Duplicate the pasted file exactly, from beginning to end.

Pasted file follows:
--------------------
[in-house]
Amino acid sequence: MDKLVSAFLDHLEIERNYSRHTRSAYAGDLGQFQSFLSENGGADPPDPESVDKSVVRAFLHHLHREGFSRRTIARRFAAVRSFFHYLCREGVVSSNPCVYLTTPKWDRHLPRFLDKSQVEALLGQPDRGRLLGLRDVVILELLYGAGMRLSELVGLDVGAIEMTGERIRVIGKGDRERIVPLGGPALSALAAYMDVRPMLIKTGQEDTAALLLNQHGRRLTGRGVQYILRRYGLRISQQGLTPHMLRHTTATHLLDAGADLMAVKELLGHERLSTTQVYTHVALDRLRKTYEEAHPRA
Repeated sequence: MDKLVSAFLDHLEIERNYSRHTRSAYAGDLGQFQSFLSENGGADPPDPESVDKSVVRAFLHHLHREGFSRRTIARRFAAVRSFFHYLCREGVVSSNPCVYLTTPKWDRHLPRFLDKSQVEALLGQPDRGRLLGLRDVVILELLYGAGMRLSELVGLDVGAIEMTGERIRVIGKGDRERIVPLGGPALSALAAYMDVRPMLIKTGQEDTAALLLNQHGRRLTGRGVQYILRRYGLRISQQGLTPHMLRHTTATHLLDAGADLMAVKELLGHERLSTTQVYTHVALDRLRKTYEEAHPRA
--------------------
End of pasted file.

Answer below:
[in-house]
Amino acid sequence: MDKLVSAFLDHLEIERNYSRHTRSAYAGDLGQFQSFLSENGGADPPDPESVDKSVVRAFLHHLHREGFSRRTIARRFAAVRSFFHYLCREGVVSSNPCVYLTTPKWDRHLPRFLDKSQVEALLGQPDRGRLLGLRDVVILELLYGAGMRLSELVGLDVGAIEMTGERIRVIGKGDRERIVPLGGPALSALAAYMDVRPMLIKTGQEDTAALLLNQHGRRLTGRGVQYILRRYGLRISQQGLTPHMLRHTTATHLLDAGADLMAVKELLGHERLSTTQVYTHVALDRLRKTYEEAHPRA
Repeated sequence: MDKLVSAFLDHLEIERNYSRHTRSAYAGDLGQFQSFLSENGGADPPDPESVDKSVVRAFLHHLHREGFSRRTIARRFAAVRSFFHYLCREGVVSSNPCVYLTTPKWDRHLPRFLDKSQVEALLGQPDRGRLLGLRDVVILELLYGAGMRLSELVGLDVGAIEMTGERIRVIGKGDRERIVPLGGPALSALAAYMDVRPMLIKTGQEDTAALLLNQHGRRLTGRGVQYILRRYGLRISQQGLTPHMLRHTTATHLLDAGADLMAVKELLGHERLSTTQVYTHVALDRLRKTYEEAHPRA